As a result, Ting identified a protein called NELL-1 that was prevalent in patients with excessive bone growth that might help patients who are struggling with bone loss. Through subsequent research, Ting and his colleagues at UCLA determined that a lack of NELL-1 could lead to symptoms of osteoporosis as an individual aged.
According to Soo, the NELL-1 protein has been shown to boost the activity of cells that form bone tissue, while also inhibiting the cells that break down bone and jump-starting processes involved in bone repair. “NELL-1 was chosen because it is one of a few molecules that not only can minimize bone loss but also may be able to restore bone that is already lost,” she said.
To determine if it is possible to leverage the bone forming properties of NELL-1 to treat osteoporosis, Soo’s team proposed an experiment to send a group of mice to the space station and treat them with a therapeutic called BP-NELL-PEG. This therapeutic is a modified version of the NELL-1 protein, designed by Wu to be administered systemically, meaning that a quick injection under the skin could treat the whole body.
According to Soo, the microgravity environment of the space station was an ideal platform to test the effectiveness of the BP-NELL-PEG therapeutic, as microgravity induces bone loss similar to the aging process, but on a much quicker timescale.
To streamline the experiment, the team also had to modify the drug to remain active in the body longer, so that fewer injections would be needed. Soo said that the team also paired it with a bisphosphonate drug that helps BP-NELL-PEG target bone more easily.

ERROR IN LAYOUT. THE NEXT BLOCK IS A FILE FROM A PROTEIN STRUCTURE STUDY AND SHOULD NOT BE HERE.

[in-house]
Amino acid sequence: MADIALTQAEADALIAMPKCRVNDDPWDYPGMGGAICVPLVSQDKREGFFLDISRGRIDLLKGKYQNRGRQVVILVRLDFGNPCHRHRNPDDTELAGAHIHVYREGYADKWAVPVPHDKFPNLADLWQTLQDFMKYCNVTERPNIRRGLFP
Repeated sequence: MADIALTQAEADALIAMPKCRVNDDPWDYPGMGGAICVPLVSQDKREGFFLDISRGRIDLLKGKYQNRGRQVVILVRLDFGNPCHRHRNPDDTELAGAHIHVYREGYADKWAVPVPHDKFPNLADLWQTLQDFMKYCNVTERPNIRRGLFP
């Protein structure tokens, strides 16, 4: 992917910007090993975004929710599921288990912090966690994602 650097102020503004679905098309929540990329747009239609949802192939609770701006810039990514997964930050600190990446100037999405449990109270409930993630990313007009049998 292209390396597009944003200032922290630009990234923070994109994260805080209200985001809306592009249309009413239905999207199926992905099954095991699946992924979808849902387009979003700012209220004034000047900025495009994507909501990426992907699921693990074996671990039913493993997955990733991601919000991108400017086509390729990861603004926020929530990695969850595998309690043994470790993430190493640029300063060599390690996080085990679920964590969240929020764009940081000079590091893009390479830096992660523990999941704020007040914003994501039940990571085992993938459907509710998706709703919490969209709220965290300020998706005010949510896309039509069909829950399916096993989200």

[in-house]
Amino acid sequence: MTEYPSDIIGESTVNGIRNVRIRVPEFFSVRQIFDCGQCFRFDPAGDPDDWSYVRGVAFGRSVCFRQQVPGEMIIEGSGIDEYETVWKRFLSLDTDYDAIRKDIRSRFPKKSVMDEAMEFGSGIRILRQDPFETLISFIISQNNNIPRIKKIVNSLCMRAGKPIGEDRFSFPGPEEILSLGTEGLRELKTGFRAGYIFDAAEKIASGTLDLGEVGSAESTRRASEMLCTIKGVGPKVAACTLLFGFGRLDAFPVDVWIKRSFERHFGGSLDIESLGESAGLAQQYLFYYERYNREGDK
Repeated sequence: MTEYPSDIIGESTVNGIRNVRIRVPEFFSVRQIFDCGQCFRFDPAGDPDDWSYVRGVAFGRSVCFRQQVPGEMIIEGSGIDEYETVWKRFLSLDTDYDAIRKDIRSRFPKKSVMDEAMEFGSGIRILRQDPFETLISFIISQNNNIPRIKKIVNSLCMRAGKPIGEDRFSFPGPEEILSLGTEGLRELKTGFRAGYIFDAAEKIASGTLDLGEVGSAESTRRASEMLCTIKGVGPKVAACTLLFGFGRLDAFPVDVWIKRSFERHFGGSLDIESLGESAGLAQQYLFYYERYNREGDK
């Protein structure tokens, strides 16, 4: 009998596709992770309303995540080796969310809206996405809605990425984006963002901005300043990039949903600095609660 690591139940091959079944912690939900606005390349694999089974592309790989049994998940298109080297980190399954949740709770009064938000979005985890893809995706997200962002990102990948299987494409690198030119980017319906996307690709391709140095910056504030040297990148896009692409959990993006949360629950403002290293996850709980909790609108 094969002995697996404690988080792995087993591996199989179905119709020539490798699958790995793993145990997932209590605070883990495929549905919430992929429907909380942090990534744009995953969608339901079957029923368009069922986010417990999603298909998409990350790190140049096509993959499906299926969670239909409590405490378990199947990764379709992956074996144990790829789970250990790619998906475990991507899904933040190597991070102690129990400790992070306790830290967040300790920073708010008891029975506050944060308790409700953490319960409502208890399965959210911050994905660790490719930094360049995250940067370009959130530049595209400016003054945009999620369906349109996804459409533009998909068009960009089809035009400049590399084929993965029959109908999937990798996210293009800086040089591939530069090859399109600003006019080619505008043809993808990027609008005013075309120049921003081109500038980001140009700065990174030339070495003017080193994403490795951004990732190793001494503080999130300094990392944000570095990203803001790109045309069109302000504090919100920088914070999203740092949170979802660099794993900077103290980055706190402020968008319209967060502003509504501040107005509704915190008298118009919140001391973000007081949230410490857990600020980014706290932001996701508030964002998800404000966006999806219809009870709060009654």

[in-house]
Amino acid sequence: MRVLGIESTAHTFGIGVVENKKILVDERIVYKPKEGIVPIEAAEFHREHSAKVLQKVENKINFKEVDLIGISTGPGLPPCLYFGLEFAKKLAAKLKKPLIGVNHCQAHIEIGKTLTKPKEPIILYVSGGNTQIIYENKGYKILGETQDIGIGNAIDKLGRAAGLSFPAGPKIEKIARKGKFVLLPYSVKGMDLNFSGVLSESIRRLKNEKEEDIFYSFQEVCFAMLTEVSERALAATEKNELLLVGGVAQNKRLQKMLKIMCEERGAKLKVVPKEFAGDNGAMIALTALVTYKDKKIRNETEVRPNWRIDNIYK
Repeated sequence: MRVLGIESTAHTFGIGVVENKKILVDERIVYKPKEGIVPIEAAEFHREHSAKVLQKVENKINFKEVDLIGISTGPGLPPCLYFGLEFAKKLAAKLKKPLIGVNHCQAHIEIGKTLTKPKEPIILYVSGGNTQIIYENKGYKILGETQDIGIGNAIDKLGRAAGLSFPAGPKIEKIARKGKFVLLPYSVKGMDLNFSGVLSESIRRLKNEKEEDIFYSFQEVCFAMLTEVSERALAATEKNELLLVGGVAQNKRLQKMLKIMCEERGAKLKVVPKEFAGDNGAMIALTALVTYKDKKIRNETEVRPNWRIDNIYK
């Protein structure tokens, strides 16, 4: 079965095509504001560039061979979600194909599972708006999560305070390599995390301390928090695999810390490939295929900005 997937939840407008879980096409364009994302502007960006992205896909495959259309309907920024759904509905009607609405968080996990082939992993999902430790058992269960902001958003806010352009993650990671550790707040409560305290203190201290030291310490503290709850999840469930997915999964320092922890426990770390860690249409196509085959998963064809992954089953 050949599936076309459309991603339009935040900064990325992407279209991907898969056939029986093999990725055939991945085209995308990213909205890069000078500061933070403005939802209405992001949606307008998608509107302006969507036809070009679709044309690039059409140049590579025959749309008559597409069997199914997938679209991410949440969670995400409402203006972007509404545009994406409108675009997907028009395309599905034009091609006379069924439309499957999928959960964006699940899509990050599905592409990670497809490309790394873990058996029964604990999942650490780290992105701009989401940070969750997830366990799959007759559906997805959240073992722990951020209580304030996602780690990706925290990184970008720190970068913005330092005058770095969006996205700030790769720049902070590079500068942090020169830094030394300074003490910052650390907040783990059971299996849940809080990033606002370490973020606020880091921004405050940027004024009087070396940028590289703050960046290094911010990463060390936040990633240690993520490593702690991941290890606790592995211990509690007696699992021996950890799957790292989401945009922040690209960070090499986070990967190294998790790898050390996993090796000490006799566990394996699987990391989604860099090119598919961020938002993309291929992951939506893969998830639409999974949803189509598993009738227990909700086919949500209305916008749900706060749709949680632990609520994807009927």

Testing NELL-1 in Flight
The experiment, which launched on SpaceX’s 11th Commercial Resupply Services mission in 2017, involved two sets of mice: one group of 40 that were sent to the ISS and another group of 40 that were used as a ground control. According to Soo, half of the mice in both groups received BP-NELL-PEG and the other half received a saline solution. After nine weeks, the treated mice (both in space and on Earth) showed a significant increase in bone formation, the untreated ISS mice showed a decline, and the untreated Earth mice remained stable.
Soo noted that the experiment did have some limitations. For instance, the team couldn’t closely track the animals’ behavior, so factors like stress could not be taken into consideration. She also explained that it would be difficult to repeat multiple experiments or expand upon them because that would require sending additional experiments to space.
However, Soo did say that the team’s space-based research could help pave the way for more advanced osteoporosis therapies. Currently, there is a company developing NELL-1 for use as a therapeutic to help grow local bone in adults undergoing surgery for degenerative disc disease, which causes the discs of the spine to wear out over time.
Soo and her team are continuing to review data from their experiment, including data collected from the mice after they returned to Earth. Soo said that the team set out to determine if their therapeutic could reduce bone loss in microgravity, which it did. Next, they will try to use the data from the returned mice to uncover new insights into how astronauts might recover from long trips to space.
Read more about Chia Soo’s research in the Upward feature “Building Bones: Testing a New Osteoporosis Therapy With Mice in Microgravity.”